5 Diet Strategies to Improve Blood Glucose Control
Diet plays a crucial role in the treatment of type 2 diabetes, mostly because the disease affects the carbohydrate metabolism. Here, the malfunction of the normal insulin mechanisms and cells can’t oxidize and utilize carbs.
Carbs are the primary source of energy for the body, so when the body can’t use them, they build up and cause weakness and lack of energy. This means that no matter how much food a person with diabetes eats, they won’t be adequately nourished as their body can’t use the energy in their blood.
To better understand this complex malfunction, here’s one automobile metaphor.
A Car Metaphor for Diabetes
The distributor (the pancreas) delivers the “spark” (insulin), and trigger a series of electrical and chemical reactions that allow the cylinders (the cells) to utilize the gas (glucose or blood sugar), thus enabling the automobile to run smoothly and efficiently.
But, if the insulin (the spark) is too strong or too weak, the automobile will sputter and stall out.
Without carbs and the energy they provide to assists the metabolism, fats, and proteins build up in the blood, slowing down circulation and causing blood vessel damage. This, in turn, can lead to kidney and heart problems, as well as problems with the nervous system, vision, circulation, and permanent organ damage.
Here are 5 diet strategies to prevent and manage type 2 diabetes (people with type 1 diabetes can also benefit from them.)
5 Diet Strategies to Improve Blood Sugar Control
Did you know that if you consume hefty amounts of sugar and fat, you have 5 to 10 times more chances to develop diabetes than those who restrict refined sugars and fats and eat sufficient complex carbs in the form of whole grains, fruits, and vegetables?
Here are five tips that will help you avoid this lifelong disease, as well as keep it under control if you already have it.
Stop consuming refined carbohydrate products and sugar and increase your intake of complex carbs such as oatmeal, rice, whole wheat, potatoes, pasta, and whole-grain breads.
Use these sources of complex carbs along with plenty of fresh vegetables and fruits to satisfy your body’s requirement for carb fuel. If you have excess weight, try to get most of your carbs from vegetables and fruits.
Stay away from these refined carbohydrate products:
- White bread and rolls
- Soft drinks
- Italian and French breads
- Pasta (except whole grain)
- Most breakfast cereal
- Bagels (except whole grain)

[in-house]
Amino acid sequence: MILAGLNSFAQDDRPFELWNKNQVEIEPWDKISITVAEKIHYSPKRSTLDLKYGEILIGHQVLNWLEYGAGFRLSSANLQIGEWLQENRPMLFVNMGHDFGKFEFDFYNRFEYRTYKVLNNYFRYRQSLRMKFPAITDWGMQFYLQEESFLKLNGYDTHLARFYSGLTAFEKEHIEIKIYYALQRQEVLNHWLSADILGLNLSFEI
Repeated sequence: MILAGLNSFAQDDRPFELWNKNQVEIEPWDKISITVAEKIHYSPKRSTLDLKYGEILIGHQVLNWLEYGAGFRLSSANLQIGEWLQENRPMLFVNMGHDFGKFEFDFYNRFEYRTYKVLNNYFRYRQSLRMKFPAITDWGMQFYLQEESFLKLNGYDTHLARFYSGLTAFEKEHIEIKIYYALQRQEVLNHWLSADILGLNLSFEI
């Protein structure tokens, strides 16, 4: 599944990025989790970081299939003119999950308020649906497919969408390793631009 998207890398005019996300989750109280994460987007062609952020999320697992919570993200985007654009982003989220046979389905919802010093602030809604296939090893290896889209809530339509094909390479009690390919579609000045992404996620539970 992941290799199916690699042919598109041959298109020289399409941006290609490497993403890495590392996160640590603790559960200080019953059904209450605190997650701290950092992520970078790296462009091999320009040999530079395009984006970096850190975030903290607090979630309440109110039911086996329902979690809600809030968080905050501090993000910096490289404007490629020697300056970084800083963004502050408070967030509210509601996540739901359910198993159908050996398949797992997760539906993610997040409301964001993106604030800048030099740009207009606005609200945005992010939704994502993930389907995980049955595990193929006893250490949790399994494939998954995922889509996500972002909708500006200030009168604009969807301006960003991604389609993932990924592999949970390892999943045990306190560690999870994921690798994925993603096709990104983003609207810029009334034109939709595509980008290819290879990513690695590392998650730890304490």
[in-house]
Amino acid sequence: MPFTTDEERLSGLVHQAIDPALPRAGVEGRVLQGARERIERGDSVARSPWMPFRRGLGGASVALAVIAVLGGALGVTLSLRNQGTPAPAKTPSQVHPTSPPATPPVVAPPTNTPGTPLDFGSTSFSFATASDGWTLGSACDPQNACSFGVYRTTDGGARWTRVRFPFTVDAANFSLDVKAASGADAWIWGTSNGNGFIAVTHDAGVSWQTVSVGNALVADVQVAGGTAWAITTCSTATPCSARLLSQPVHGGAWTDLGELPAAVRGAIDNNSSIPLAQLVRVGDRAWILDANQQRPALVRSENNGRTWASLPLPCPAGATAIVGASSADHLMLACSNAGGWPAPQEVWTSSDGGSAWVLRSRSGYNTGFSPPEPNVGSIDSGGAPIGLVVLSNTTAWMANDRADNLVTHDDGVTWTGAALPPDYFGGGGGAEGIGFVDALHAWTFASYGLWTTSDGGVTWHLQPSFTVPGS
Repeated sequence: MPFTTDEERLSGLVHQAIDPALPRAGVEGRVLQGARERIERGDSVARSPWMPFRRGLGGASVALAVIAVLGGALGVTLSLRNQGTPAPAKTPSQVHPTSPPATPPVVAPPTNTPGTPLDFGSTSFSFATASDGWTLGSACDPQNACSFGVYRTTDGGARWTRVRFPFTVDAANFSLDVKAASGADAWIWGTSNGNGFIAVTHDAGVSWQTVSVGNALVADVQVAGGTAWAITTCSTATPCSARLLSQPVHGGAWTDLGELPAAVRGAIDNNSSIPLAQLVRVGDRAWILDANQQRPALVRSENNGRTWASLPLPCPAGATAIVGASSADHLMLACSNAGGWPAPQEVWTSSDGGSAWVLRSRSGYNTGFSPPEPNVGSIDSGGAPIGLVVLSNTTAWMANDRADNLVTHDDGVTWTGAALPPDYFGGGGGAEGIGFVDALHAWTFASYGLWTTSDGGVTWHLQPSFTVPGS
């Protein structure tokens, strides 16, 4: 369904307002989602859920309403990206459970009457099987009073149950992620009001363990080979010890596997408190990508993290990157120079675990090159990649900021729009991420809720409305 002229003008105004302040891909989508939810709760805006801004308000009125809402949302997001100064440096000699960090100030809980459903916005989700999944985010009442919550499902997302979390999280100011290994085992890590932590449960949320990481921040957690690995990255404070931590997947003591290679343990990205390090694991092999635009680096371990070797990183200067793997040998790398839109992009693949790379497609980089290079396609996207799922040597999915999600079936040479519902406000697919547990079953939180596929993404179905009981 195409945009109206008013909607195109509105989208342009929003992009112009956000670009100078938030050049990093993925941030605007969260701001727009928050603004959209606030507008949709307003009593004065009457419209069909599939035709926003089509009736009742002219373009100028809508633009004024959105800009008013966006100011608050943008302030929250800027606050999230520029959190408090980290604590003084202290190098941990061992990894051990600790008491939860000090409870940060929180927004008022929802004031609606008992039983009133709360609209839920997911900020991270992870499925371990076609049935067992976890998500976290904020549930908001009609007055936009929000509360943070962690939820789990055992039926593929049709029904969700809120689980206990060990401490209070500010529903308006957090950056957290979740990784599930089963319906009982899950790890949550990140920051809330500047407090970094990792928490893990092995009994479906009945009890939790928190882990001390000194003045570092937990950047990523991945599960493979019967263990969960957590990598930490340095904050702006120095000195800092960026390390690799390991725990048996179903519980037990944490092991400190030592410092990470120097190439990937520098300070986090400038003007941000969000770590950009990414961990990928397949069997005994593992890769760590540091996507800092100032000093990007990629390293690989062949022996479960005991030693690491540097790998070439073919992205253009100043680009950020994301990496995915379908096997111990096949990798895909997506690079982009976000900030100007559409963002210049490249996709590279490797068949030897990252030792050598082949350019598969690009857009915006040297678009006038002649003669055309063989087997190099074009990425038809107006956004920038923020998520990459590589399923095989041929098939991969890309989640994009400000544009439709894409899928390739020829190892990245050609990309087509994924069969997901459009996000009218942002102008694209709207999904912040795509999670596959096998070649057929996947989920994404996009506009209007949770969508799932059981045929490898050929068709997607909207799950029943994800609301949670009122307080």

Lower your intake of bad fats and increase the intake of good fats.
Here’s how to lower the intake of harmful fats:
- Cut out red meat from your diet
- Buy organic, non-chemically treated chicken and turkey, and remove their skin before consuming
- Eliminate or limit the intake of dairy products (cream, milk, butter, cheese, yogurt, ice cream), and when using them, use nonfat varieties
- Eliminate or limit the intake of “partially hydrogenated” products, including solid vegetable shortening, margarine, cookies, fast foods, frostings, cakes, crackers, pastries, pies, packaged microwave popcorn, and frozen French fries.
- Avoid using the following polyunsaturated oils when cooking: walnut, safflower, sesame, cottonseed, corn, sunflower, and soybean oil. They became unstable when heated.
Here’s how to increase your intake of good fats:
- The best oils for salads and cooking are monounsaturated oils (canola, olive, flaxseed, avocado, and peanut oil). It’s best to use cold-pressed, extra-virgin olive oil.
- Make sure you consume fatty fish three times a week (sardines, salmon, albacore tuna, bluefish, mackerel, and herring.
- Another way is to take omega-3 fatty acid or gamma linoleic acid supplements.
Number 3 is adding more fiber to your diet. Fiber increases the size of the waste in the intestines, thus allowing quicker and thorough elimination.
Moreover, glucose molecules attach to the fiber, enabling release of sugar in the blood and lowering the chances of sugar overload – a potential cause of diabetic attack.
Do not overeat, as this triggers excess production of insulin, leading to a series of actions and reactions which can develop diabetes in older adults. In addition, if you have excess weight, try to lose some pounds and cut out sugary foods from your diet.
If you need help, consult a health-care practitioner for advice on exercise and diet regimens.
Your body needs sufficient amounts of water to help the kidneys and liver work better and aid the bowels’ efforts to remove waste products.
This is important as diabetes is regarded as a severe yin deficiency, marked by thirst and excessive dryness. Therefore, drink at least eight glasses of fresh, filtered water a day.